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Russian President Vladimir Putin Photo: AP
Russian President Vladimir Putin Photo: AP
 
 

Putin: Military force last resort in Ukraine, but all options on table

In first comments on Ukraine crisis, president rejects 'unconstitutional change' in former Soviet state, warns of widespread anti-Semitism emanating from Kiev.

News Agencies
Published: 03.04.14, 11:58 / Israel News

MOSCOW - Russian President Vladimir Putin said Moscow reserves the right to use all means to protect Russian in Ukraine, as US Secretary of State John Kerry was on his way to Kiev. Tensions remained high in the strategic Ukrainian peninsula of Crimea with troops loyal to Moscow firing warning shots to ward off protesting Ukrainian soldiers.

 

 

 

In his first comments since fugitive Ukraine President Viktor Yanukovych fled Kiev, Putin said he considers him to still be Ukraine's leader, and hopes that Russia won't need to use force in predominantly Russian-speaking eastern Ukraine.

 

 

He branded the events in Ukraine surrounding Yanukovych's flight as an "unconstitutional coup". The people of Ukraine, he said, sought change but "illegal change" could not be encouraged. He said Ukraine's people should be able to choose their future, but on a level playing field.

 

Putin also warned of widespread anti-Semitism and neo-Nazi activity in Ukraine, in particular in Kiev. This, he said, was a source of great concern to the people in eastern Russia, and warned that Russia "reserves the right to use all means available" to defend them. But, he qualified, this is "an extreme measure."

 

The president did concede that the Ukrainian parliament is legitimate, but that the former Russian satellite state's acting president Oleksandr Turchynov was not. He said that the only legitimate leader of Ukraine is Yanukovych, but he would have been murdered had he stayed in the country. Yanukovych had no real political future, Putin added, and Russia had only sheltered him in a bid to save his life.

 

He rejected the claims that the forces in the Crimea are Russian, calling them UTIN "local forces of self defense."

 

Putin also rejected Western criticism of Russian action in Ukraine, saying that there had been doubts over the legitimacy of Western action in Iraq, Afghanistan and Libya. He said threats against Russia, such as those of sanctions or calls by the US and the UK to boycott the G8 meeting set to take place in Sochi, were "counterproductive and harmful."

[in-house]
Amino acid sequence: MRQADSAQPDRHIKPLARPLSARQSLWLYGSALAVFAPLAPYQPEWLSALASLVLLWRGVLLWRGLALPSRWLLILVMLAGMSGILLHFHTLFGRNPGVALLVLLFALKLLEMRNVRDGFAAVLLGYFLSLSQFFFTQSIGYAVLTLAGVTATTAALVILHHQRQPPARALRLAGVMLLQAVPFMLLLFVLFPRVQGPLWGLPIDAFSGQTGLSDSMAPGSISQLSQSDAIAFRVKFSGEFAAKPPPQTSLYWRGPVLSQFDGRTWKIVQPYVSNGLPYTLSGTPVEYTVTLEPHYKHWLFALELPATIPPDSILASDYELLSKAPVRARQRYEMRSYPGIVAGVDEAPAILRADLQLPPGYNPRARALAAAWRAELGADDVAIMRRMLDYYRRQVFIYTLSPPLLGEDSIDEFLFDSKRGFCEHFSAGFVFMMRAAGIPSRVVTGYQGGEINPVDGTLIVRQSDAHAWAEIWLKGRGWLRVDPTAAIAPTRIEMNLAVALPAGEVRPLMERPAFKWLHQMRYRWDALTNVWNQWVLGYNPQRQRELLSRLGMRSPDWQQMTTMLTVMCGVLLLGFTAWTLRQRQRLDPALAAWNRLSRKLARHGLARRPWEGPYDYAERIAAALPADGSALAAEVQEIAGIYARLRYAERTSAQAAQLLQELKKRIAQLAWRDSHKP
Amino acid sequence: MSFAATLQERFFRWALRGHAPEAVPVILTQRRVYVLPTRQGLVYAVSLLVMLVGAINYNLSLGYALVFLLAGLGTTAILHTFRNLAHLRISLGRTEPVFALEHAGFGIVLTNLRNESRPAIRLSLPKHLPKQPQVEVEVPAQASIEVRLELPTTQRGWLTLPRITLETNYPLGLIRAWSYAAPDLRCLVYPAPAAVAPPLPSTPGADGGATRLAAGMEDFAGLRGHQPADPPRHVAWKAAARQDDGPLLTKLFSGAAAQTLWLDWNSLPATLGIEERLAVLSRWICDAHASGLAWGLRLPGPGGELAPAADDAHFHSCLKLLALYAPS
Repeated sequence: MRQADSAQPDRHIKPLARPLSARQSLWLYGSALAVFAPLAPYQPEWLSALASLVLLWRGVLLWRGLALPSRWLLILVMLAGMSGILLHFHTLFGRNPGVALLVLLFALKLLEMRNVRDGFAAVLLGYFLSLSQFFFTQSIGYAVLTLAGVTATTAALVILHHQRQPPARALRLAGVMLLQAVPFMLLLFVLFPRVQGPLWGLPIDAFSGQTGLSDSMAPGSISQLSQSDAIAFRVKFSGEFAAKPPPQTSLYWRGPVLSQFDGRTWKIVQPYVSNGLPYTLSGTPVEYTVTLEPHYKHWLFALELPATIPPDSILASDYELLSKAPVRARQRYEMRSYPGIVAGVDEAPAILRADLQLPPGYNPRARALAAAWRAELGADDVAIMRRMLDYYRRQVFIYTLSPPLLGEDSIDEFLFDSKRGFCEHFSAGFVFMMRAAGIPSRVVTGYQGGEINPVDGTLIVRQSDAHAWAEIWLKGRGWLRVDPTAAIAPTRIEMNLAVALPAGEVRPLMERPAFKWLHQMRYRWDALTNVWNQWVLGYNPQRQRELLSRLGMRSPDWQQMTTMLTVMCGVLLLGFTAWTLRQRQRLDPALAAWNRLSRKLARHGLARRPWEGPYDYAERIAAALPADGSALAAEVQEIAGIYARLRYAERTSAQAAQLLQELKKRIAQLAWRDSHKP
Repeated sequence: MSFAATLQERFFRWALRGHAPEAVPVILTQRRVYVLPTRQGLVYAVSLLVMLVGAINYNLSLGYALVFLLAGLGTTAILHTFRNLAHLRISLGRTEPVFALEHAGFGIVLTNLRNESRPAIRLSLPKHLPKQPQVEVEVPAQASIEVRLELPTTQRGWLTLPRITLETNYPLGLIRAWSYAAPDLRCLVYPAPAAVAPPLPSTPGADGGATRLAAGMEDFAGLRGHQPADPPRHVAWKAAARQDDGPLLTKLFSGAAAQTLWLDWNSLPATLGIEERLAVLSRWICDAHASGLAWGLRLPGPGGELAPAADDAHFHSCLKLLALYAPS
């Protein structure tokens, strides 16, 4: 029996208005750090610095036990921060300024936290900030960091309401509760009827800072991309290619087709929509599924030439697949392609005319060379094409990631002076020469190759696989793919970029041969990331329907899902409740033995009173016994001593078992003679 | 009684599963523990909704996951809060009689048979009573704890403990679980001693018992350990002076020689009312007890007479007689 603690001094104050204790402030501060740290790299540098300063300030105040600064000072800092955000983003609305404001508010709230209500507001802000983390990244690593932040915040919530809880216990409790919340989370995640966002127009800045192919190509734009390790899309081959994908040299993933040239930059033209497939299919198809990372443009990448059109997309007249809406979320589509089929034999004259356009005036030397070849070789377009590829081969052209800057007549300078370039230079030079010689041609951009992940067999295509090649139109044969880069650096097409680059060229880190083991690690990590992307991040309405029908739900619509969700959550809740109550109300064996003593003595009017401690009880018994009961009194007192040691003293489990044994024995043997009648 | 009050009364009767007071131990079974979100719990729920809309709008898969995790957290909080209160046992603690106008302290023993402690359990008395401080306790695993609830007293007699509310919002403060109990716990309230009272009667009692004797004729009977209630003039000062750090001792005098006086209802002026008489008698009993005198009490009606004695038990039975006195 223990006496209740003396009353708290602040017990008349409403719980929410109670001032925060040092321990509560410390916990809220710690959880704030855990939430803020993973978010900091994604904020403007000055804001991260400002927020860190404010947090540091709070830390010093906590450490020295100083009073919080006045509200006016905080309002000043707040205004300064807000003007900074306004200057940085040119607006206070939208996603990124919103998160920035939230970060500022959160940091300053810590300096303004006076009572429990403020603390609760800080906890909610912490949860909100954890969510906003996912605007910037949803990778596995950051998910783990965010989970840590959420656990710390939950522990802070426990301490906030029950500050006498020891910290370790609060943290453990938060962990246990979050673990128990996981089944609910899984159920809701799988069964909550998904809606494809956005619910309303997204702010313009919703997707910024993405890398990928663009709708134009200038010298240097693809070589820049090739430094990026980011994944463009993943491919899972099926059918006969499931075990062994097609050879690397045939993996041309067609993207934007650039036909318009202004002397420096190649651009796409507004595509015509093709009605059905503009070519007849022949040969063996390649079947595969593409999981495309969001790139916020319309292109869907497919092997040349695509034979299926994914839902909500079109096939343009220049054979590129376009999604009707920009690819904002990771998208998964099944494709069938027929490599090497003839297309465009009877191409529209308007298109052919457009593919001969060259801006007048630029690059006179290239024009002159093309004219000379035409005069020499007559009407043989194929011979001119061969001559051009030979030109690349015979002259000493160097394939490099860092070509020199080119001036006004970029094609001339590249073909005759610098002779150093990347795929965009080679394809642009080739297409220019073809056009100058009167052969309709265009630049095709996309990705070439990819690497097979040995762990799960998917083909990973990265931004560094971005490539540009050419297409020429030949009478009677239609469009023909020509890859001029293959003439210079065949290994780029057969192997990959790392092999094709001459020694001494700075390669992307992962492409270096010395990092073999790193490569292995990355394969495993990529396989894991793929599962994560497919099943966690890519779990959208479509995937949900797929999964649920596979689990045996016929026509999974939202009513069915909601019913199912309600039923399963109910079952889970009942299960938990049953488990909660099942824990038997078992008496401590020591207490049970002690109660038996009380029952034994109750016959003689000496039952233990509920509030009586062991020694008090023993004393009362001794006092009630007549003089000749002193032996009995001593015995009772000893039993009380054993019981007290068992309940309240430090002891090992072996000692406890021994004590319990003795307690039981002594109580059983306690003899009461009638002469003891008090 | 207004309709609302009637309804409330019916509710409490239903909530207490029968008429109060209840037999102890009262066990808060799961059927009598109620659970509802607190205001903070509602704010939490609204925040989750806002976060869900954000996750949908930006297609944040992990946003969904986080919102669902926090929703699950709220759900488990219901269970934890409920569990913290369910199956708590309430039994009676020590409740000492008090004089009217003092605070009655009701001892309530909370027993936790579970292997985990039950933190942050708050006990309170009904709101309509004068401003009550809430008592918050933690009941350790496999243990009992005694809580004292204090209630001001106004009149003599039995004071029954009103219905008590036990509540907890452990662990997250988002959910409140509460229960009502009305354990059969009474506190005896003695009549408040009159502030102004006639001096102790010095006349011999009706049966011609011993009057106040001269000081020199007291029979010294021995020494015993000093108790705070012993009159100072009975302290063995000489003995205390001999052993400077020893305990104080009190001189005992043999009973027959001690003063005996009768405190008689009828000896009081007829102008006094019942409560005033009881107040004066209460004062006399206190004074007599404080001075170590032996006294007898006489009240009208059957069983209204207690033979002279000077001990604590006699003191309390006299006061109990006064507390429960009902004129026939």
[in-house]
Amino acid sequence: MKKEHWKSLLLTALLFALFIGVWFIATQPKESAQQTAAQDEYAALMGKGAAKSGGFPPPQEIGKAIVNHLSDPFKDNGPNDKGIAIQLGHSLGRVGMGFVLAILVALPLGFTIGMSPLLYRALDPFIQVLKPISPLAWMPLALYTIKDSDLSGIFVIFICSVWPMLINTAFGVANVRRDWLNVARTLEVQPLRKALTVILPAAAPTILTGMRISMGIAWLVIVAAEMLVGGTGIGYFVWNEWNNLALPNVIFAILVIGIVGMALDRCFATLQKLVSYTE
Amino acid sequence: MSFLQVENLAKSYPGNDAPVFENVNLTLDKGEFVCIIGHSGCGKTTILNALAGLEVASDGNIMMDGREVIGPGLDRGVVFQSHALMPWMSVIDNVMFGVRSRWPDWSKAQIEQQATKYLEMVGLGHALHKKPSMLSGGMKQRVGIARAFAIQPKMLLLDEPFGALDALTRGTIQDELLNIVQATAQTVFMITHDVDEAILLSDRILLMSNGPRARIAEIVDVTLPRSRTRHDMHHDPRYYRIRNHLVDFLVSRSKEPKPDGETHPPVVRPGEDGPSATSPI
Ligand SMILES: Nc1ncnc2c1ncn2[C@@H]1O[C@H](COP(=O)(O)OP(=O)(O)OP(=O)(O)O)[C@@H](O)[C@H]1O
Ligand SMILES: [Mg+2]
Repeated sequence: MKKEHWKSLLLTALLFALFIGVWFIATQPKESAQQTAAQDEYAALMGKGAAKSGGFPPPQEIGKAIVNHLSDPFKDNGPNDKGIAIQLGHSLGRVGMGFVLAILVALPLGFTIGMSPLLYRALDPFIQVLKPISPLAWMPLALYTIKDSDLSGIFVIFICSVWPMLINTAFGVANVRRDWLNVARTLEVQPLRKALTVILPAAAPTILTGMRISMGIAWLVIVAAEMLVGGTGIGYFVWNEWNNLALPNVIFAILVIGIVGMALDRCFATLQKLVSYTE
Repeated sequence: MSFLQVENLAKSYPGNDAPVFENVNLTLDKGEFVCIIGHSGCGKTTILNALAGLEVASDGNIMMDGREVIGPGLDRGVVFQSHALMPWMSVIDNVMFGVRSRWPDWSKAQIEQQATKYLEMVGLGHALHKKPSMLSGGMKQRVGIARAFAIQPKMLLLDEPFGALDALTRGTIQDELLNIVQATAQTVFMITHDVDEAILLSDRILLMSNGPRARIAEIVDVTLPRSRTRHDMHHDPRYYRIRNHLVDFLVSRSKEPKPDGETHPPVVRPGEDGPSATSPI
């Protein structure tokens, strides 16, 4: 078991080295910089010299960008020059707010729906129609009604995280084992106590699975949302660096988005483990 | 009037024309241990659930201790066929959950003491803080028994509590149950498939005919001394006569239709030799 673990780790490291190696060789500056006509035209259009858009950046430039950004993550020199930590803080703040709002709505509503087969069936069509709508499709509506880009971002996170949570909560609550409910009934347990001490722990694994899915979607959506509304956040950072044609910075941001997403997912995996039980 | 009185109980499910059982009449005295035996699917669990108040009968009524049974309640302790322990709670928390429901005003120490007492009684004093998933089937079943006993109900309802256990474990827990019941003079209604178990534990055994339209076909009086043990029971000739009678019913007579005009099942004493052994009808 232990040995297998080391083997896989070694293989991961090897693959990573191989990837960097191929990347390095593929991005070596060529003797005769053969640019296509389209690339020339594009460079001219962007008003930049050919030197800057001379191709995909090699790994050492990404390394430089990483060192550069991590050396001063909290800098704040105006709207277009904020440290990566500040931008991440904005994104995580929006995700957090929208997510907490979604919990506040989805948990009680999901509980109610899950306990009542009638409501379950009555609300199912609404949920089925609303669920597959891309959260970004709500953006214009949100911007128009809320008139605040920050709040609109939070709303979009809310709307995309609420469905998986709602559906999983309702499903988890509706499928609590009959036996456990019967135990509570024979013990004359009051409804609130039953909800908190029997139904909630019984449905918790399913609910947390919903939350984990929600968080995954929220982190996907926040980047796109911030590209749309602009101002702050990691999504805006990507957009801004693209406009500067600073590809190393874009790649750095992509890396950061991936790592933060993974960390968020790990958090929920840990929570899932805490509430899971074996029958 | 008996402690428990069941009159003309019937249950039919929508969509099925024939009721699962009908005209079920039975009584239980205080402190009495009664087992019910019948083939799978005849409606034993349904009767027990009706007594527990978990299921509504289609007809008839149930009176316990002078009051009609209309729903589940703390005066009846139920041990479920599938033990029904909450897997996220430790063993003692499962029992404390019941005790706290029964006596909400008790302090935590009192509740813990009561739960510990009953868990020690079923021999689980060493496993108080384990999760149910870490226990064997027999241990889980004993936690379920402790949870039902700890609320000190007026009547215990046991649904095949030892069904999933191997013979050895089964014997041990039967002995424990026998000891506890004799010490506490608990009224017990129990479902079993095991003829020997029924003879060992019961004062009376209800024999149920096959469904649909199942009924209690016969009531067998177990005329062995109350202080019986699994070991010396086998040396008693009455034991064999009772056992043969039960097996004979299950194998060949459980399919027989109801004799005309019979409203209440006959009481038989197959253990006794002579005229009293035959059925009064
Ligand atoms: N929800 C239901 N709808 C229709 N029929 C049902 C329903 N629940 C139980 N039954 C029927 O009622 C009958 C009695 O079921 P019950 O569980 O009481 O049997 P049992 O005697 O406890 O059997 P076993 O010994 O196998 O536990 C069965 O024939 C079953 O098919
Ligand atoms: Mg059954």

Regarding the G8, Putin said Russia was ready to host the event, but if Western leaders do not want to come "they don't need to."

 

Nonetheless, he said that pulling Russia's ambassador from Washington was, like use of force, "a last resort" that he would not want to see happen.

 

Earlier Tuesday, the Kremlin said Putin had ordered tens of thousands of Russian troops participating in military exercises near Ukraine's border to return to their bases. The massive military exercise in western Russia involving 150,000 troops, hundreds of tanks and dozens of aircraft was supposed to wrap up anyway, so it was not clear if Putin's move was an attempt to heed the West's call to de-escalate the crisis that has put Ukraine's future on the line.

 

It came as Kerry was on his way to Kiev to meet with the new Ukrainian leadership that deposed a pro-Russian president, and has accused Moscow of a military invasion in Crimea. The Kremlin, which does not recognize the new Ukrainian leadership, insists it made the move in order to protect Russian installations and its citizens living there.

 

On Tuesday, Russian troops who had taken control of the Belbek air base in the Crimea region fired warning shots into the air as around 300 Ukrainian soldiers, who previously manned the airfield, demanded their jobs back.